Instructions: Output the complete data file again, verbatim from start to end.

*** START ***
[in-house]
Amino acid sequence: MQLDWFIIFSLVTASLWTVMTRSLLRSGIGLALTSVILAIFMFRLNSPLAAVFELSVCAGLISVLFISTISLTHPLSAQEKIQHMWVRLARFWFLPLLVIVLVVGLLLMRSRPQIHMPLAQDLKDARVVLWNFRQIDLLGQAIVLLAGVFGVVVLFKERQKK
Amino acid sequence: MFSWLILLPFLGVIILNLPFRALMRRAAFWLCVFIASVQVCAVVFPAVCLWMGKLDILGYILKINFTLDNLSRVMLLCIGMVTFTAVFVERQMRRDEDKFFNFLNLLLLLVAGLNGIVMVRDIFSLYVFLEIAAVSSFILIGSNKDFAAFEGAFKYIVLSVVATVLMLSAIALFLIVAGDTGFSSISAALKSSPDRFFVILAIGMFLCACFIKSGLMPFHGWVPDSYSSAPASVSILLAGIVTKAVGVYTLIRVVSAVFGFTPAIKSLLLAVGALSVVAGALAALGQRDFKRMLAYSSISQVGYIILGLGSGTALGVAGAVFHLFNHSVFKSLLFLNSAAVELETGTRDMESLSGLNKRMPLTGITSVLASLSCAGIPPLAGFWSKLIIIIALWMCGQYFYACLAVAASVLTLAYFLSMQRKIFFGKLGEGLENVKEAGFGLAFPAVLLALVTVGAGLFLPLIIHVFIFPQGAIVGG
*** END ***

[in-house]
Amino acid sequence: MQLDWFIIFSLVTASLWTVMTRSLLRSGIGLALTSVILAIFMFRLNSPLAAVFELSVCAGLISVLFISTISLTHPLSAQEKIQHMWVRLARFWFLPLLVIVLVVGLLLMRSRPQIHMPLAQDLKDARVVLWNFRQIDLLGQAIVLLAGVFGVVVLFKERQKK
Amino acid sequence: MFSWLILLPFLGVIILNLPFRALMRRAAFWLCVFIASVQVCAVVFPAVCLWMGKLDILGYILKINFTLDNLSRVMLLCIGMVTFTAVFVERQMRRDEDKFFNFLNLLLLLVAGLNGIVMVRDIFSLYVFLEIAAVSSFILIGSNKDFAAFEGAFKYIVLSVVATVLMLSAIALFLIVAGDTGFSSISAALKSSPDRFFVILAIGMFLCACFIKSGLMPFHGWVPDSYSSAPASVSILLAGIVTKAVGVYTLIRVVSAVFGFTPAIKSLLLAVGALSVVAGALAALGQRDFKRMLAYSSISQVGYIILGLGSGTALGVAGAVFHLFNHSVFKSLLFLNSAAVELETGTRDMESLSGLNKRMPLTGITSVLASLSCAGIPPLAGFWSKLIIIIALWMCGQYFYACLAVAASVLTLAYFLSMQRKIFFGKLGEGLENVKEAGFGLAFPAVLLALVTVGAGLFLPLIIHVFIFPQGAIVGG